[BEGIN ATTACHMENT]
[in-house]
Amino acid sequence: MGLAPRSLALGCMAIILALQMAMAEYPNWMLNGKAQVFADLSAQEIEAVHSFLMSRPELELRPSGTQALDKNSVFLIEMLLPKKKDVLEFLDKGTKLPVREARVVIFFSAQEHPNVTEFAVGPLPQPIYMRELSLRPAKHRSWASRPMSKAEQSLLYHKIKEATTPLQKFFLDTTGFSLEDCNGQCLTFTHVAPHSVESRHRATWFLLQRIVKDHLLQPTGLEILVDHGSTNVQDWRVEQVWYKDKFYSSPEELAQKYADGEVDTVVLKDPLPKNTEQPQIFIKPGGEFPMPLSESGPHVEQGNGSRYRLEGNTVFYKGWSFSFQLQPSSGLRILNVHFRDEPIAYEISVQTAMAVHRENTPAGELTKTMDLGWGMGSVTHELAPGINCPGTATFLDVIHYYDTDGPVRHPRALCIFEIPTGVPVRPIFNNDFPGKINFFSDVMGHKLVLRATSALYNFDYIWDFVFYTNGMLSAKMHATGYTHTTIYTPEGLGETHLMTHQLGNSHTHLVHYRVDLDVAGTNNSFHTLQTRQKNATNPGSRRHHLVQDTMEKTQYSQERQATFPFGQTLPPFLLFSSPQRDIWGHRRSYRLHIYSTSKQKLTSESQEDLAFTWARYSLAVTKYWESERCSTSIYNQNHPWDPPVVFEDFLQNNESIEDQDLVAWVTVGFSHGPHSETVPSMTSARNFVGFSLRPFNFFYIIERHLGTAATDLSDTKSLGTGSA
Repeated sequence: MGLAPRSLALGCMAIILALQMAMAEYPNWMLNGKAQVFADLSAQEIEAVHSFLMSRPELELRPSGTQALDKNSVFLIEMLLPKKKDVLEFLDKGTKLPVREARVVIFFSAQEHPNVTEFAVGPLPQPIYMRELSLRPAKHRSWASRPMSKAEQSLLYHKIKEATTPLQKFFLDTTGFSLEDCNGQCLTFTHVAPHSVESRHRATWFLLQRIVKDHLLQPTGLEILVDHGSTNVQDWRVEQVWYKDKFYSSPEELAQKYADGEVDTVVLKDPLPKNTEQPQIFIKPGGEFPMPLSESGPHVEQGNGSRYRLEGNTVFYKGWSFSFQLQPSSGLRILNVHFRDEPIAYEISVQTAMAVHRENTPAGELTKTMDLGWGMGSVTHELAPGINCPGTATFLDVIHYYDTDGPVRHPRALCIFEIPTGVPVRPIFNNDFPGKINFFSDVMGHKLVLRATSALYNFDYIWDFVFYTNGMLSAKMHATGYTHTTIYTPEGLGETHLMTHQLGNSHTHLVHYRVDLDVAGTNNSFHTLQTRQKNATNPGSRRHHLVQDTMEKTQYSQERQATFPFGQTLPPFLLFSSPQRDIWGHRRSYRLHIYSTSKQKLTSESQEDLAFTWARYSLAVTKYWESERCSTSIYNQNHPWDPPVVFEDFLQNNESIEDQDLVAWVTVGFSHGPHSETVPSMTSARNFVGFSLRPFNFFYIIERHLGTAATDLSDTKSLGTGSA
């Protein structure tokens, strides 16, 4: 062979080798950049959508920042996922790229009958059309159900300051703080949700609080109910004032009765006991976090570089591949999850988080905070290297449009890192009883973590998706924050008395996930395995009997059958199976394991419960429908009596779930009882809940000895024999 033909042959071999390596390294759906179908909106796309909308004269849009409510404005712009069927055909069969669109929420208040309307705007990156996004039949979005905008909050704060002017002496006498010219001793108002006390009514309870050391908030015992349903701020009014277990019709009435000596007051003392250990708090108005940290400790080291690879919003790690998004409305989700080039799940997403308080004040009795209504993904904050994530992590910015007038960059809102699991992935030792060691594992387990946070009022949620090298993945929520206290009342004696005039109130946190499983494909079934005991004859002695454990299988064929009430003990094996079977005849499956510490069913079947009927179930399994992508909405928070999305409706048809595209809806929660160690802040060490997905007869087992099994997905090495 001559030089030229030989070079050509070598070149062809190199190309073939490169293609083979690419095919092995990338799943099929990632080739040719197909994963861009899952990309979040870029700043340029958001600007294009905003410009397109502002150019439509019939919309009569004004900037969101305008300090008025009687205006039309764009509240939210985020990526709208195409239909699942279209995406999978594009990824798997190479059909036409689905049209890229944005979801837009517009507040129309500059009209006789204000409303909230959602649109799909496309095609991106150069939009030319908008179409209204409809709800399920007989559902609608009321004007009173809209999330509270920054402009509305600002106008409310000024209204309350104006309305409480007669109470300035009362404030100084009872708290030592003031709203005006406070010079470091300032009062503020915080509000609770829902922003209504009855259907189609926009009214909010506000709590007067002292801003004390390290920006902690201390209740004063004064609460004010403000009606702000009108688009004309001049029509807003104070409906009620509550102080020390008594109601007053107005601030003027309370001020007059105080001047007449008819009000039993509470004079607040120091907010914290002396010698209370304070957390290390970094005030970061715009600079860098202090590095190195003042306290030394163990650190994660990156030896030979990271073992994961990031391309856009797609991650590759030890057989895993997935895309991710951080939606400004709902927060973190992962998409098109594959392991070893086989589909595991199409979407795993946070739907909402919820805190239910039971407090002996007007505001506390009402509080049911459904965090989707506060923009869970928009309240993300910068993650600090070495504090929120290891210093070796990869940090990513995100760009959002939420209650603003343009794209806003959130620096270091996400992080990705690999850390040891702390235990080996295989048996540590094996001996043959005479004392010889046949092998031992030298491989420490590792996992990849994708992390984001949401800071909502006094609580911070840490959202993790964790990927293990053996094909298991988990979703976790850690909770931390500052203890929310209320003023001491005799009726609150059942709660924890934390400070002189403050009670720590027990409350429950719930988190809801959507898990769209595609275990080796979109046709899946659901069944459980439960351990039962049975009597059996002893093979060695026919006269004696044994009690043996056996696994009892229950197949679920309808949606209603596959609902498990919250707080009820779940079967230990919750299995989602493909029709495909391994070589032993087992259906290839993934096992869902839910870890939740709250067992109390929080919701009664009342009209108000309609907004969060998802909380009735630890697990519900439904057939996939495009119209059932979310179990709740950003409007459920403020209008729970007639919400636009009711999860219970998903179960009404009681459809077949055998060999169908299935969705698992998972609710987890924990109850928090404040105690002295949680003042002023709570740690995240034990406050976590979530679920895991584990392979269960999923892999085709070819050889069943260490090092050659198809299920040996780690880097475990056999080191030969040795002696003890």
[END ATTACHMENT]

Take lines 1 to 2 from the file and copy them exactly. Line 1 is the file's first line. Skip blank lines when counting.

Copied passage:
[in-house]
Amino acid sequence: MGLAPRSLALGCMAIILALQMAMAEYPNWMLNGKAQVFADLSAQEIEAVHSFLMSRPELELRPSGTQALDKNSVFLIEMLLPKKKDVLEFLDKGTKLPVREARVVIFFSAQEHPNVTEFAVGPLPQPIYMRELSLRPAKHRSWASRPMSKAEQSLLYHKIKEATTPLQKFFLDTTGFSLEDCNGQCLTFTHVAPHSVESRHRATWFLLQRIVKDHLLQPTGLEILVDHGSTNVQDWRVEQVWYKDKFYSSPEELAQKYADGEVDTVVLKDPLPKNTEQPQIFIKPGGEFPMPLSESGPHVEQGNGSRYRLEGNTVFYKGWSFSFQLQPSSGLRILNVHFRDEPIAYEISVQTAMAVHRENTPAGELTKTMDLGWGMGSVTHELAPGINCPGTATFLDVIHYYDTDGPVRHPRALCIFEIPTGVPVRPIFNNDFPGKINFFSDVMGHKLVLRATSALYNFDYIWDFVFYTNGMLSAKMHATGYTHTTIYTPEGLGETHLMTHQLGNSHTHLVHYRVDLDVAGTNNSFHTLQTRQKNATNPGSRRHHLVQDTMEKTQYSQERQATFPFGQTLPPFLLFSSPQRDIWGHRRSYRLHIYSTSKQKLTSESQEDLAFTWARYSLAVTKYWESERCSTSIYNQNHPWDPPVVFEDFLQNNESIEDQDLVAWVTVGFSHGPHSETVPSMTSARNFVGFSLRPFNFFYIIERHLGTAATDLSDTKSLGTGSA